The apostle John took off from where the apostle Paul stopped in first John three, verses two and three. “Dear friends, now we are children of God, and what we will be has not yet been made known. But we know that when Christ appears, we shall be like him, for we shall see him as he is. All who have this hope in him purify themselves, just as he is pure.” In other words, the apostle by the Holy Spirit was saying that we are sure of one thing, and should be elated about it. That when Jesus shall appear (obviously that will be when He appears in the rapture), we will be like Him – spirit, soul and body. For we shall see Him as He is; for nothing will be hidden from us, having attained the perfection that we’ve hitherto worked towards. He then says that if this is our hope; if we daily ponder on this, keeping our eyes fixed on Christ; if during the trials and temptations, we encourage ourselves that one day, at the resurrection of the dead, we will wear our immortal bodies and radiate a glory similar to that of Christ; then we keep ourselves pure, just as Christ, who is in us, is pure.

The believer should have this hope. This very hope. That he will be like Christ, at the resurrection; and spend eternity with Him, beholding His glory; if only he will stay the tide, enduring to the end.


The Resurrection of the dead 06 – The Second Resurrection

The Resurrection of the dead 06 – The Second Resurrection

In previous expositions, I mentioned that there exists two types of resurrections: the first, being the resurrection of believers and, the second resurrection for unbelievers. I’d like to dwell on the second.

This resurrection is also called the resurrection of the unjust, or the resurrection to damnation (John 5:29). All those who died as unbelievers, having failed to accept Jesus into their lives on earth, will not resurrect in the rapture; neither will those unbelievers who will die during the seven years of tribulation resurrect during the return of Christ to reign on the earth. But all these dead unbelievers will be reserved for another time, to be resurrected. Which time? The great white throne judgement.

This judgement will consummate all dispensations, ushering everything back into the flow of eternity. After Jesus’ one thousand year-reign on earth with the saints, the devil been bound during this period; the devil is released for a while. He goes into the world and deceives people, then his own final judgement comes. The devil, and all his agents (demons) will be cast into the lake that burns with fire and brimstone; then the great white throne judgement would occur.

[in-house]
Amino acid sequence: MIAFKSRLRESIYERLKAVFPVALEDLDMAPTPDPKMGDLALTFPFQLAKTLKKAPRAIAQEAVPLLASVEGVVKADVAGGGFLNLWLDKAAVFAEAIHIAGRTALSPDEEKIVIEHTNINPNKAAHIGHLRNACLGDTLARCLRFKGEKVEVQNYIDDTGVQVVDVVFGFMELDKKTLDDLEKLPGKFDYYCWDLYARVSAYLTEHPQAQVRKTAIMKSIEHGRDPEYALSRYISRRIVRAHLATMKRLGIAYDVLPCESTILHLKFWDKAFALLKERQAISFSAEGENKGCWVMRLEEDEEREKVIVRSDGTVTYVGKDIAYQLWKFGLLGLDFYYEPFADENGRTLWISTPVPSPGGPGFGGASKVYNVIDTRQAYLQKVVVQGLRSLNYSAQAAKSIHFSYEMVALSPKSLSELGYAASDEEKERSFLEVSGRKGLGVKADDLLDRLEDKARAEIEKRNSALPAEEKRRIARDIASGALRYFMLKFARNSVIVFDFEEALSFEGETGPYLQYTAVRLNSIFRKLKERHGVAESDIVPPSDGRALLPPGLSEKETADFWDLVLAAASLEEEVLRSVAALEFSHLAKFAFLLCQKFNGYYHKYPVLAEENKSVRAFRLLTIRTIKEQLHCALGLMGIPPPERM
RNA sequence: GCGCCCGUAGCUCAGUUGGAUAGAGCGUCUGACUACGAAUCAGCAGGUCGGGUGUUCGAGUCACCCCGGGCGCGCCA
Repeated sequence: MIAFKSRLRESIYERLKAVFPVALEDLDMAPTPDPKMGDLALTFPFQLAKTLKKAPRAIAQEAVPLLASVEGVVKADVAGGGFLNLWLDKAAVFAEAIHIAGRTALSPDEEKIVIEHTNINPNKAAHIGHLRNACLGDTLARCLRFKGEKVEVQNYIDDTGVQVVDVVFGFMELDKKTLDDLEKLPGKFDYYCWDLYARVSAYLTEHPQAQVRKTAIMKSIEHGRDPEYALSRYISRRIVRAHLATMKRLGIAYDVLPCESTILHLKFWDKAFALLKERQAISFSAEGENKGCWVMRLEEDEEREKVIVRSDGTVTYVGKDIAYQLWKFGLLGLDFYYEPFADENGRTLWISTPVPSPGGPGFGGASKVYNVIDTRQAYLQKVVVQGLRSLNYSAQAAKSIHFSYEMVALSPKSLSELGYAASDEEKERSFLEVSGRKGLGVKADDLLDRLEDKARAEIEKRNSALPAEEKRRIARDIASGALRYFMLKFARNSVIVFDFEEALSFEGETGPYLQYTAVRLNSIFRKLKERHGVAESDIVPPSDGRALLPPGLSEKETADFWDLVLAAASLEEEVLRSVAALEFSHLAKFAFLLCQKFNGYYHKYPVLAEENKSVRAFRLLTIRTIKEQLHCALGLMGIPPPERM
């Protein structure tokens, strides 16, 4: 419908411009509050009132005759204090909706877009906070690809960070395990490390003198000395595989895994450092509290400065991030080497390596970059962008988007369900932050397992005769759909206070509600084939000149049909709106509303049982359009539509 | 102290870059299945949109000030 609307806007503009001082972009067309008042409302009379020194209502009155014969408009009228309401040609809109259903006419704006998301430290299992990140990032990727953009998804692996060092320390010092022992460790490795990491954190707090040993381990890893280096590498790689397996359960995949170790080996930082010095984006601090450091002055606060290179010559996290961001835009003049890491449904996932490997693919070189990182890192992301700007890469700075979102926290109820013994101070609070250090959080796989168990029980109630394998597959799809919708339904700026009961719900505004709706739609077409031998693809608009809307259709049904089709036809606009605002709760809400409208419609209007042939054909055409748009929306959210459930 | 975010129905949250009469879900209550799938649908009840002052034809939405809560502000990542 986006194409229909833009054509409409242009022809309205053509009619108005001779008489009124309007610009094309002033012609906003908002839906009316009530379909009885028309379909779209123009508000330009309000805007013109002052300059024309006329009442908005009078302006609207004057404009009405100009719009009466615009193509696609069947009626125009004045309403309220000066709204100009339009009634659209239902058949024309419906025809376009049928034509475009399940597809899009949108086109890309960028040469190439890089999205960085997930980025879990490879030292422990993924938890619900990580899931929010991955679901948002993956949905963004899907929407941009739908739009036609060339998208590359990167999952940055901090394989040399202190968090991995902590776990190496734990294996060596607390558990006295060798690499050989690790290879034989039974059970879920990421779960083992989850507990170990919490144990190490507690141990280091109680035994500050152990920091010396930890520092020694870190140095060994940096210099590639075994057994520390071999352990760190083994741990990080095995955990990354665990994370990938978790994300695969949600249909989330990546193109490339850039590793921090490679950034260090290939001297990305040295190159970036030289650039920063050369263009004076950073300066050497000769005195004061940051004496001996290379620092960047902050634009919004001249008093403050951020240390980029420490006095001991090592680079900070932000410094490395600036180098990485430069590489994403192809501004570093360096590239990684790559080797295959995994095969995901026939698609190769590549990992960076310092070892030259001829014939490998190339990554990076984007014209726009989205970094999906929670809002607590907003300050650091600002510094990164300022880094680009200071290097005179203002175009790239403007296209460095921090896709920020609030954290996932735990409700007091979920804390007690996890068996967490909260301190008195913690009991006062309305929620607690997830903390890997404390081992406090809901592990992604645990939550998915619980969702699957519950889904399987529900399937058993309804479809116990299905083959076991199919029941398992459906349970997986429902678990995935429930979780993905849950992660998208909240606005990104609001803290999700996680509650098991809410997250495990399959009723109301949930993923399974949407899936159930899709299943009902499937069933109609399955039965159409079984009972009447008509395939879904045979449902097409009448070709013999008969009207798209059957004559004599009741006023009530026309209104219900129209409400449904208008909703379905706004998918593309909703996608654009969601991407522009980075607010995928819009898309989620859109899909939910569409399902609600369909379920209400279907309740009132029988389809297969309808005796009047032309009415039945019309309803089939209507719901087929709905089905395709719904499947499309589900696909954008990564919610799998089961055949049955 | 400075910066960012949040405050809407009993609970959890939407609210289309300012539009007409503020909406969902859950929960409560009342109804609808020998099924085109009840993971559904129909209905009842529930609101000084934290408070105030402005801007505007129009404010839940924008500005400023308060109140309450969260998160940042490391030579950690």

I believe it’s qualified as great because God Himself, sitted on His white (holy) throne, will supervise the judgement. All the dead unbelievers, both small and great, peasants and presidents, paupers and rich people, will be resurrected and stand before God. No one, I mean no one will escape this judgement.

Now some may ask, what of those whose bodies died during a shipwreck and have decomposed in the sea? What of those who were burnt alive, or cremated into ashes? How will they be resurrected and stand before God in a resurrected body? The Bible in Revelations twenty verses eleven to thirteen says they will. It says the sea will surrender those who died in it. Even death and hell will deliver those who are in it, for this judgement.

The proceedings of the judgement will be thus. God will open two books, the books of records and the book of life. The book of records will contain documentations about the life of each individual. Every activity of that person on earth will be documented herein. The book of life is then opened. This book contains only names of those who accepted Jesus during their life on earth. God will judge these resurrected dead from these books. Whoever’s name is not found written in the book of life is cast into the lake of fire and brimstone. This is called the second death. As many as partake in the first resurrection, that is saints, will not experience the second death (Revelations 20:6). But as many as resurrect (in the second resurrection), and partake in the white throne judgement, are doomed to experience the second death.

A good observer may ask, “Why is the great white throne judgement needed at all? When all who partake in it will eventually be cast into the lake of fire, because their names will not be found in the book of life.” My submission. I think it’s God’s way of showing that He is just. He needs to hold a formal court proceeding, open the evidence to each unbelieving resurrected dead, and convict him or her from the books of records, and the book of life, before been hurled into eternal damnation.

The good news is that we believers will be spared of this resurrection and damnation, if we endure to the end. The horrid picture the lake of fire and brimstone leaves in our imaginations, should make us as believers to make haste, and be dutiful with the master’s assignment of soul winning.


WORD CLINIC 22: The Worth of a Rational Mind

WORD CLINIC 22: The Worth of a Rational Mind